Cabinet-dominated government occurs when the executive branch has a lot of power over the happenings in government. This usually occurs when the Prime Minister and his/her party has a large majority, when there is a "knowledge" gap in the House of Commons or it depends on the availability to the prime minister of non-bureaucratic advice.

    • Word count: 521
  9. The Disproportionality of the United Kingdom's Electoral System undermines the British state's claim to have representative government"

    Much debate centres around which electoral system is best at producing a government that truly represents the public. There are two broad types of electoral system First Past The Post: The candidate with the most votes wins regardless of whether he or she has a majority of the total votes or not. (British system) Why is this seen to be unrepresentative?

    • Word count: 592
  10. Political Party. Parties are organizations which contest elections in order to control or influence the exercise of

    Functions of Political Parties) Parties are fairly easily identifiable actors (Blondel, J. & Cotta, M Party & Government) and as such have an important role in lowering the costs of democracy by providing an ideological shorthand for the electorate. After all political parties are functional responses to voting by a mass electorate (Epstein, L.

    • Word count: 373
  11. What Role did Jacques Delors play in the Relaunch of European Integration during the years between 1985 and 1990

    which held out so much promise 25 years ago changed into a feeble cardiac patient whose condition is so poor that he cannot even be disturbed by a birthday party?"3 However this dismal outlook on European integration was soon to change, coinciding with the appointment of Jacques Delors as President of the European Commission in 1985. At this time European integration picked up speed again, supported by the basic idea of European Monetary Union. This change in pace is noticeable, however to claim that there was a 'relaunch' during the years between 1985 and 1990 is inaccurate.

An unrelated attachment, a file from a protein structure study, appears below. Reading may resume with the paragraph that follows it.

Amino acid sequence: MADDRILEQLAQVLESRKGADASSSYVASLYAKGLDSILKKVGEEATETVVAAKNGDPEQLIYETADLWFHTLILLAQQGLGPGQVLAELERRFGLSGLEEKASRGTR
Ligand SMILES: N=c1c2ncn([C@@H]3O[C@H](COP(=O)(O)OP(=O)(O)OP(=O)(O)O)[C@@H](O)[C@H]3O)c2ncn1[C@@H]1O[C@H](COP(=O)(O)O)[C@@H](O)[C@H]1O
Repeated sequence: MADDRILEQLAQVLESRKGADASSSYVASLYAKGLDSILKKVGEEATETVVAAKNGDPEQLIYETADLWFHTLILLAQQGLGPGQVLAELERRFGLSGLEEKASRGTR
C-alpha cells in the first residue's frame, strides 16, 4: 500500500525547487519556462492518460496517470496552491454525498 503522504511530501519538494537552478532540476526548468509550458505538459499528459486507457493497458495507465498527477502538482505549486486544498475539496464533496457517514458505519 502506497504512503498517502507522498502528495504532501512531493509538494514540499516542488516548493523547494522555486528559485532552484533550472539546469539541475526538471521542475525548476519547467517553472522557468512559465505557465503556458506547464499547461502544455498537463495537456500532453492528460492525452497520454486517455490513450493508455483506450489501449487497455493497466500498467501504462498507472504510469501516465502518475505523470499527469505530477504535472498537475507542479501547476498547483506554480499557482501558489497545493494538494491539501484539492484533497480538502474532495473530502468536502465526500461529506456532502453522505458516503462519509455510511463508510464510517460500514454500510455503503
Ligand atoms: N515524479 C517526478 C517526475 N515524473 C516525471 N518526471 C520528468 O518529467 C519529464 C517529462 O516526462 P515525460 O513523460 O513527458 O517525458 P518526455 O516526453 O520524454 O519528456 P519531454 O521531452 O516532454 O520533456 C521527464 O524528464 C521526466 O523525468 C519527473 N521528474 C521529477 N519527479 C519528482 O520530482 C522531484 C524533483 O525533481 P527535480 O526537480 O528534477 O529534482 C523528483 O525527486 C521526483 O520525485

• Word count: 766
  12. The government's ability to control domestic policy would be limited

    EU has primacy over national law (parliament and Westminster) meaning that British law can be overturned if it conflicts with EU law. The European Communities act 1972 gave EU law legal force in Britain and denied effectiveness to national legislation conflicting it. An example of this is the 1990 Factor Tame Case, the House of Lords overturned parts of the 1988 Merchant shipping act, which it found to be contrary to EU law(1). This therefore showing that Britain could lose more domestic power and give away more of her traditional values as well as her sovereignty to the EU.

    • Word count: 931
  13. One of the most pivotal events in the early history of the BBC was the general strike which began on the 3rd of May 1926.

    Britain experienced a number of bitter and protracted sectional struggles between 1921 and 1922 . Both engineers and the miners were locked out and forced to take pay cuts. The actual cause of the 1926 general strike was the report of a royal commission on the coal-mining industry (Samuel Report (1926)) which recommended a cut in wages. Mine owners were demanding longer hours of work paired with lower wages. A coal strike started in early May 1926 and the miners asked the TUC to bring all major industries out on strike in support of the action; eventually it included more than 2 million workers.

    • Word count: 884
  14. The role of the Media in Jamaican Politics

    Mainly because the media fraternity in Jamaica is quite small and it is the same crop of journalists, columnists, talk show hosts and announcers who move between the various media houses. Traditionally, the ruling political party enjoys majority support in the media. Many respected journalists are loyal to one political party or another but are not keen to publicly acknowledge that loyalty. 1It is no secret that during an election campaign, one of the groups of professionals that is targeted [by political parties] is the Journalism fraternity.

    • Word count: 534
  15. "A Prime Minister is only as powerful as his Cabinet allows Him to be" - discussed

    It is the ultimate arbiter of all Government policy." The number of cabinet members varies but there are usually 20-25 members selected from 100 government members with a tendency for the number to increase in normal times with the growth of governmental functions and to decrease in national emergencies when the executive power is concentrated in fewer hands. A Cabinet is selected by the Prime Minister from MPs who are serving in the current government. They are picked for reasons of expertise in their field, experience in a Government office, or for their loyalty to their party or Prime Minister.

    • Word count: 852
  16. Examine and discuss the role of bureaucracy in the political process.